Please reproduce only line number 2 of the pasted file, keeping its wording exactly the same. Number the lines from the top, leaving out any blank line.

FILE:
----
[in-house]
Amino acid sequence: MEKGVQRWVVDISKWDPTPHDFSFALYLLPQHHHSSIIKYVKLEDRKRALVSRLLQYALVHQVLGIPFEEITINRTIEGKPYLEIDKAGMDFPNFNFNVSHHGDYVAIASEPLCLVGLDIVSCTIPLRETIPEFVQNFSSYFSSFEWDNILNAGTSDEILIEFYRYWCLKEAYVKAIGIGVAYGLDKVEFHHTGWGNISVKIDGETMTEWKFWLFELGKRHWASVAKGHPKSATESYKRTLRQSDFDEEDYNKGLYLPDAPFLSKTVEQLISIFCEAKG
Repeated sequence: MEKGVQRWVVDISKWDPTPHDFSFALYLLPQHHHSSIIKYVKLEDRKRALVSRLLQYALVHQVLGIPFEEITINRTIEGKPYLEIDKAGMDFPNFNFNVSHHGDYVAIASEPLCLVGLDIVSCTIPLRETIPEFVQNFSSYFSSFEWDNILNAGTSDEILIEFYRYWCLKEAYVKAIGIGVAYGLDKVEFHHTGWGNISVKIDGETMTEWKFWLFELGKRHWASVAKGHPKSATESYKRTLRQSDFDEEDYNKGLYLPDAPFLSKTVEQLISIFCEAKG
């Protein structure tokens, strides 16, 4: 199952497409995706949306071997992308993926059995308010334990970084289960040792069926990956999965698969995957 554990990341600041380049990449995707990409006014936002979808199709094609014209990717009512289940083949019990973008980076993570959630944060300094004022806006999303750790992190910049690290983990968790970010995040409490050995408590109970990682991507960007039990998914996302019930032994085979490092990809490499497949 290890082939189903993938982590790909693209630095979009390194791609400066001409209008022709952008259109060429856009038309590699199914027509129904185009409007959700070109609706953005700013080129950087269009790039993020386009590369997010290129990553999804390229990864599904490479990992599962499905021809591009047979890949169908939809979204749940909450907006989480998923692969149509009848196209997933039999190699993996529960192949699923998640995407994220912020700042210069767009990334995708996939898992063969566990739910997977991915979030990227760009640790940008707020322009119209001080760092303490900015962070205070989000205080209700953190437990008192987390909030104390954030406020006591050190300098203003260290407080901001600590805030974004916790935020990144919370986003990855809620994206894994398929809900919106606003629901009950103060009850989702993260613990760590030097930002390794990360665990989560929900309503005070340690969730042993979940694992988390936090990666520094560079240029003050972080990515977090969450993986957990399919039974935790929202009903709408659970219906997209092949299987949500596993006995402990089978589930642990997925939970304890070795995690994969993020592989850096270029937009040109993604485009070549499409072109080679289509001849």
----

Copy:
Amino acid sequence: MEKGVQRWVVDISKWDPTPHDFSFALYLLPQHHHSSIIKYVKLEDRKRALVSRLLQYALVHQVLGIPFEEITINRTIEGKPYLEIDKAGMDFPNFNFNVSHHGDYVAIASEPLCLVGLDIVSCTIPLRETIPEFVQNFSSYFSSFEWDNILNAGTSDEILIEFYRYWCLKEAYVKAIGIGVAYGLDKVEFHHTGWGNISVKIDGETMTEWKFWLFELGKRHWASVAKGHPKSATESYKRTLRQSDFDEEDYNKGLYLPDAPFLSKTVEQLISIFCEAKG